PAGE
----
The legacy of the 1968 presidential campaign and election continues to resonate with many Americans, and this radio documentary produced by American RadioWorks takes a close look into that fateful year. Visitors can get introduced to the candidates by clicking their photographs on the website. Further down the site, visitors can learn about some of the basic issues that informed that year's elections, including racial unrest, the powerful force of television, and the continued controversy over the conduct of the Vietnam War. Of course, visitors will also want to listen to the entire radio documentary and follow along with the transcript provided here. The site is rounded out by a listing of songs featured in the program and a timeline of the 1968 campaign season. [KMG]
This website aims to get fine art into people's homes. The fine art medium happens to be photographs of the originals, but they are really good photographs. For each painting, there is a very detailed explanation of the work, which can be found by clicking on the painting. Clicking on "View this artwork in detail", near the top of the explanation of the painting, will let you zoom in, and underneath the work you will also be able to read the "Technical Details" of the work, as well as other related information, such as artist, location, and the period. Fitting music also accompanies each viewing, giving it a multimedia quality. Information about the composer, and a link to the musicians can be found under the "Photo Credits" or "Credits" section. If viewing on the computer is not enough, each artwork can be purchased, in a variety of formats, such as poster, canvas, or photographic print. The works here include da Vinci's "The Last Supper" and Guadenzio Ferrari "Life Stories of Christ". There is a lot of great information on each painting, and the music and great quality make it a joy to view them. [KMG]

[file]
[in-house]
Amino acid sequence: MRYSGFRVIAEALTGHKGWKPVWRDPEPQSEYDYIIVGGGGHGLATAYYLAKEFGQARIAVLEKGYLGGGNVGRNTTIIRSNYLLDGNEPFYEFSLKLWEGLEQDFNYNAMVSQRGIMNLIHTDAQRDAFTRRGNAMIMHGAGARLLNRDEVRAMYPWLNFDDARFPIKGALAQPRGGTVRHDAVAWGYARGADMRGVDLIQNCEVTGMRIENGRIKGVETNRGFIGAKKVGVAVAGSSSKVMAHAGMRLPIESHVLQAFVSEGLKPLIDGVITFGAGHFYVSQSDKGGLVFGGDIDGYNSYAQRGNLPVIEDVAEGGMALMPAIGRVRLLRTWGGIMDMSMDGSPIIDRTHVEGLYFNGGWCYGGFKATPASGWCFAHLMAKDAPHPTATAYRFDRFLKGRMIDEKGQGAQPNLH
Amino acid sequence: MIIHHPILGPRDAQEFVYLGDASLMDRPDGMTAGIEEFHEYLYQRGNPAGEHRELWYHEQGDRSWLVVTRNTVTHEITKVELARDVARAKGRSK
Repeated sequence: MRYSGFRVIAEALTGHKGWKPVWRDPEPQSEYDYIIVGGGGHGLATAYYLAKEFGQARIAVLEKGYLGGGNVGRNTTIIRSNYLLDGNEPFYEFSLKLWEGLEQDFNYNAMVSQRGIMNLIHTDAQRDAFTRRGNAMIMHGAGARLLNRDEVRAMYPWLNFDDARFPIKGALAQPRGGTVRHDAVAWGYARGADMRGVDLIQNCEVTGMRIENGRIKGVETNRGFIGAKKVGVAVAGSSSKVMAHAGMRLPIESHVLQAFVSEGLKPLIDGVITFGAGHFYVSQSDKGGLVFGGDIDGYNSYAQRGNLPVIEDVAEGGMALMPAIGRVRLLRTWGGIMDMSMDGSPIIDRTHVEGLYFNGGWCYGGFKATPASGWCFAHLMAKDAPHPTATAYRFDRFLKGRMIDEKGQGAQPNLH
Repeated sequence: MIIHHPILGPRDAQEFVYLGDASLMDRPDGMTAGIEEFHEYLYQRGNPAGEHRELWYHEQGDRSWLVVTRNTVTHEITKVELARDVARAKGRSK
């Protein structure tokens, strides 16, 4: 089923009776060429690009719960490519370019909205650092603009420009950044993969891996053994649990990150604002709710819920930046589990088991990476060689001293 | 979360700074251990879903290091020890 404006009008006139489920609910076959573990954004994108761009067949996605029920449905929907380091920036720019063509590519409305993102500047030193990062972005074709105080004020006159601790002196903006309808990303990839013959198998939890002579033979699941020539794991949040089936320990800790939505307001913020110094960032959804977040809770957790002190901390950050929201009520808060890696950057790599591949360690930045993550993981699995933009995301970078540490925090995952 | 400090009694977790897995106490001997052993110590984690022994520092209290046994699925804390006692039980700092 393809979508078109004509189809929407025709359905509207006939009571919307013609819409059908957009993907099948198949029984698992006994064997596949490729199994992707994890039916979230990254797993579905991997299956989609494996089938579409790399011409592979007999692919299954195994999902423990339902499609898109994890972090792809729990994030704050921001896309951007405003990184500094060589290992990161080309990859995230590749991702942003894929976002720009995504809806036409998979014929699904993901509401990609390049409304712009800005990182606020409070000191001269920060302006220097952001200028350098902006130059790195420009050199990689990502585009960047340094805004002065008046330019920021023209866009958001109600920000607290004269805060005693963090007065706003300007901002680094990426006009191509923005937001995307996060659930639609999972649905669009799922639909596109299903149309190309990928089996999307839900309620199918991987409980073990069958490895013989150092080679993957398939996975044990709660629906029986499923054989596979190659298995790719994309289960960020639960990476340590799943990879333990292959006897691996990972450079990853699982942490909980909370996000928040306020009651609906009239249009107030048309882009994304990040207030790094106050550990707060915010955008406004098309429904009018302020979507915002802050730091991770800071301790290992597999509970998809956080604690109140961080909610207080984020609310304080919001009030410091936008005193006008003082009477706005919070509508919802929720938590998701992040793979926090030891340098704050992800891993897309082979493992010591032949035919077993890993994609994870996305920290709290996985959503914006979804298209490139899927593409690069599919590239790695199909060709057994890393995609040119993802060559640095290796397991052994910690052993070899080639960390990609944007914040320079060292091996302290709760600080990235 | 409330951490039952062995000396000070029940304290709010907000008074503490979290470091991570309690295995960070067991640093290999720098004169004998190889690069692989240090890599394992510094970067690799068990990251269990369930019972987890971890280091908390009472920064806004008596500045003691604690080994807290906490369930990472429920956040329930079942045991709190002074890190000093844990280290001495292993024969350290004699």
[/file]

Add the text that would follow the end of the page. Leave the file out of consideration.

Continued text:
Oxfam, the British aid organization that banded together with a dozen other organizations in 1995 to form Oxfam International, has a website loaded with resources, one of which is a video library. There are many issues covered, such as climate change, tsunami survivors, AIDS, and many videos include celebrities, including Colin Firth, Scarlett Johansson, Helen Mirren, and Annie Lennox. To increase their reach, many of the videos are also available on Youtube. To view the video in fullscreen, click on the screen icon next to the speaker icon. One of the more heart wrenching videos is the one titled "Our Home After Sidr-Documentary from Oxfam." It is the abridged version of a documentary, but conveys, nonetheless the dire situation of these Bangladesh survivors. Visitors should also not miss short animated video "Face the Music" about climate change, which uses only music and animation to show how climate change hits the poor "first and worst." [KMG]